Tuesday, 5 May 2009

Notes from Linux Magazine - May 2009

  • Graphics design book using FLOSS tools available from http://en.flossmanuals.net
  • Hyperic HQ looks an interesting tool for enterprise monitoring.
  • 'Beginning Portable Shell Scripting' from Apress looks like a good book.
  • WebHTB is a tool to manage network bandwidth allocation, although it does seem to need kernel modules compiled in first.
  • agedu is a handy tool for finding old files in a file system
  • Here's a list of fuzzing tools:<
    • mangleme
    • browser fuzzer 2
    • fzem
    • fsfuzzer
    • FileP
    • ProxyFuzz
    • Peach Fuzzing Platform
    • GPF
    • SPIKE
    • QueFuzz
  • Fsniper processes new and updated files for you
  • Chandler is interesting again. Might be the way to put the calendar, email and contact lists for the family together. Might need to run a Chandler Hub.
  • Security web sites to take a look at
    • InvisibleThings
    • Matasano
    • The Fake Name Generator
    • The Milw0rm exploit database
  • Take a look at the digital subscription options at http://www.linux-magazine.com/DigiSub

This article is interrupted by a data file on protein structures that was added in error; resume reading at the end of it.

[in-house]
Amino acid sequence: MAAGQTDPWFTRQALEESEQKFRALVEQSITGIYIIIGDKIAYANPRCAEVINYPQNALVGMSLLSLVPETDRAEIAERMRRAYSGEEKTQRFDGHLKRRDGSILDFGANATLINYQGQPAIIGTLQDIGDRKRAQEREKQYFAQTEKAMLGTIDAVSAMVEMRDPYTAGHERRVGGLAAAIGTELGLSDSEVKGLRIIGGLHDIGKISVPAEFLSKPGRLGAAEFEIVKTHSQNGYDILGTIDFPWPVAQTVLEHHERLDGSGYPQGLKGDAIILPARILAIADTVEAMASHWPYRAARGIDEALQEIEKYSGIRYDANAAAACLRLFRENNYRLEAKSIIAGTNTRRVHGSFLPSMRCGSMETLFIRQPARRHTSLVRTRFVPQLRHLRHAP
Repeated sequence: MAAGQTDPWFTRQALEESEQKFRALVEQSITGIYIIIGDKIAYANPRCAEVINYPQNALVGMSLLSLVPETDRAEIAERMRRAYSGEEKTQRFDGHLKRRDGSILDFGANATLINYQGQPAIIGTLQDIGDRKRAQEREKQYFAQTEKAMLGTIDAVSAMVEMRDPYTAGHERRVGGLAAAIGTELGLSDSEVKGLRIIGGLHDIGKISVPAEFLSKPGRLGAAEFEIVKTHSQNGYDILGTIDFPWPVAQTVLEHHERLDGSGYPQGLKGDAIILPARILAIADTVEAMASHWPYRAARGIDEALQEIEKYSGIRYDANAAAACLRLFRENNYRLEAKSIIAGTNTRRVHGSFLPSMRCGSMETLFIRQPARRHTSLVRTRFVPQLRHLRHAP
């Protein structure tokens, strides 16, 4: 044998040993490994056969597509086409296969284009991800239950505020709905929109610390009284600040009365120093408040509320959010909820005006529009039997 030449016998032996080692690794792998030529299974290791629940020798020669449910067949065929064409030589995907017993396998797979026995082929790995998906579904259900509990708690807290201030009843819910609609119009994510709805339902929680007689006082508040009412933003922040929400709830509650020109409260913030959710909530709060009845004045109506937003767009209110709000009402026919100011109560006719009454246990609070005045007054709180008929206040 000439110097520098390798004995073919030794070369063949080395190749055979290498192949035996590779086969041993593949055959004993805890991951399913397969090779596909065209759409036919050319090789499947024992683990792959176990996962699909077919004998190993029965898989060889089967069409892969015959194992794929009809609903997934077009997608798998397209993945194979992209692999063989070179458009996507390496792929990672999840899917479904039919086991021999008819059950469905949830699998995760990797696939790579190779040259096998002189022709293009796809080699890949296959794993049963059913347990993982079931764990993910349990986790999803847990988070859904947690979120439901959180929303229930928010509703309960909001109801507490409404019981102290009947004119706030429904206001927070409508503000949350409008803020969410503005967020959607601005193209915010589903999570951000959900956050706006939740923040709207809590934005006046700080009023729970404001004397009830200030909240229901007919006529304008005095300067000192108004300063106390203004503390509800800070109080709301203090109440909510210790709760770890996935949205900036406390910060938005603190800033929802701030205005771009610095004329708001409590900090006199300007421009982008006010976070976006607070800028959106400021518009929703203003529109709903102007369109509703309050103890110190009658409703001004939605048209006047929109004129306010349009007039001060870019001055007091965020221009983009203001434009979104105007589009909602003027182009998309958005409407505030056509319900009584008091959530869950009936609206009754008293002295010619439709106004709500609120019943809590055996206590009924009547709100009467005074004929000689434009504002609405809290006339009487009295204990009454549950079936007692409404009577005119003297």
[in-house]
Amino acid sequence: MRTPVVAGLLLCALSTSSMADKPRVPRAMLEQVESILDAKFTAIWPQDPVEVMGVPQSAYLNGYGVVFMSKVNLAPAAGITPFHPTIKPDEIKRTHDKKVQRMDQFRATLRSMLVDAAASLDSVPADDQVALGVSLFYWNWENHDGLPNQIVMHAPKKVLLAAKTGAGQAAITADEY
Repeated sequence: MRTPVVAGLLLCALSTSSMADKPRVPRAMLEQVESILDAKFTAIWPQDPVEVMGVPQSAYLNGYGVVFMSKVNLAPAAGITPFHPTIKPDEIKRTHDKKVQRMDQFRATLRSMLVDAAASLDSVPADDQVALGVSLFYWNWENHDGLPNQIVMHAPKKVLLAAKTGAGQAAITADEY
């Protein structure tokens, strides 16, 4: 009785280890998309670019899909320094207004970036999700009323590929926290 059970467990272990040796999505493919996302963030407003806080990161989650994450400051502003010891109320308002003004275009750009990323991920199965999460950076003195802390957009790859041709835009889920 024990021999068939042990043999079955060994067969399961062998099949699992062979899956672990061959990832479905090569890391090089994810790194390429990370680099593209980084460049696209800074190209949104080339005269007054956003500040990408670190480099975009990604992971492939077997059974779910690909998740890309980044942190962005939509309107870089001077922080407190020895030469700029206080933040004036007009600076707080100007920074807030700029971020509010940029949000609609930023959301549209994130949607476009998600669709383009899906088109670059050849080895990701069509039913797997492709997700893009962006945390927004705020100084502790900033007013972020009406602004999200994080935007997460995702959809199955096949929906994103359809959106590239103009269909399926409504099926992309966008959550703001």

• Linux Magazine is published from Manchester. Add that to the list of reasons for civic pride.

Monday, 4 May 2009

How did the man at the Termini Station in Rome con us by typing in a number into the ticket machine?

The wife and I recently went to Rome for our tenth wedding anniversary. As is typical of our travels without children, we didn't really leave enough time to get from the hotel to the airport to get back home. We were doing battle with the automated ticket machine at the Termini station when a man approached us and offered to help. Now the con-artist alarm bell should have been going off at this point, but we were really late and so we ignored it. He pressed the buttons and got the ticket that we wanted for the correct price. Only one thing was odd: as part of the booking process he typed some number into the automatic ticket machine. Neither the wife nor I were quick enough to see what the number was for. It was about 6-10 digits and he had memorized it. We can't see how we've been conned here but it must have happened. My wife thinks it was a loyalty card scheme. I'm not convinced. Anyone with any ideas please leave a comment?